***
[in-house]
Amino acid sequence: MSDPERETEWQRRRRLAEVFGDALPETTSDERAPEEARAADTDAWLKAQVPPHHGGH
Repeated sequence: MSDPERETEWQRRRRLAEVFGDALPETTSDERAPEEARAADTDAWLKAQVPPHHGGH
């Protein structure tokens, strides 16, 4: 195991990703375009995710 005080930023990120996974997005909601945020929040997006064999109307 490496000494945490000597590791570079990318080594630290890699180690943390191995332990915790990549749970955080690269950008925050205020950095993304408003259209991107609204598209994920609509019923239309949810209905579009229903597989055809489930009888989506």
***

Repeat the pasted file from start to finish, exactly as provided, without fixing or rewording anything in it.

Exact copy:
[in-house]
Amino acid sequence: MSDPERETEWQRRRRLAEVFGDALPETTSDERAPEEARAADTDAWLKAQVPPHHGGH
Repeated sequence: MSDPERETEWQRRRRLAEVFGDALPETTSDERAPEEARAADTDAWLKAQVPPHHGGH
């Protein structure tokens, strides 16, 4: 195991990703375009995710 005080930023990120996974997005909601945020929040997006064999109307 490496000494945490000597590791570079990318080594630290890699180690943390191995332990915790990549749970955080690269950008925050205020950095993304408003259209991107609204598209994920609509019923239309949810209905579009229903597989055809489930009888989506």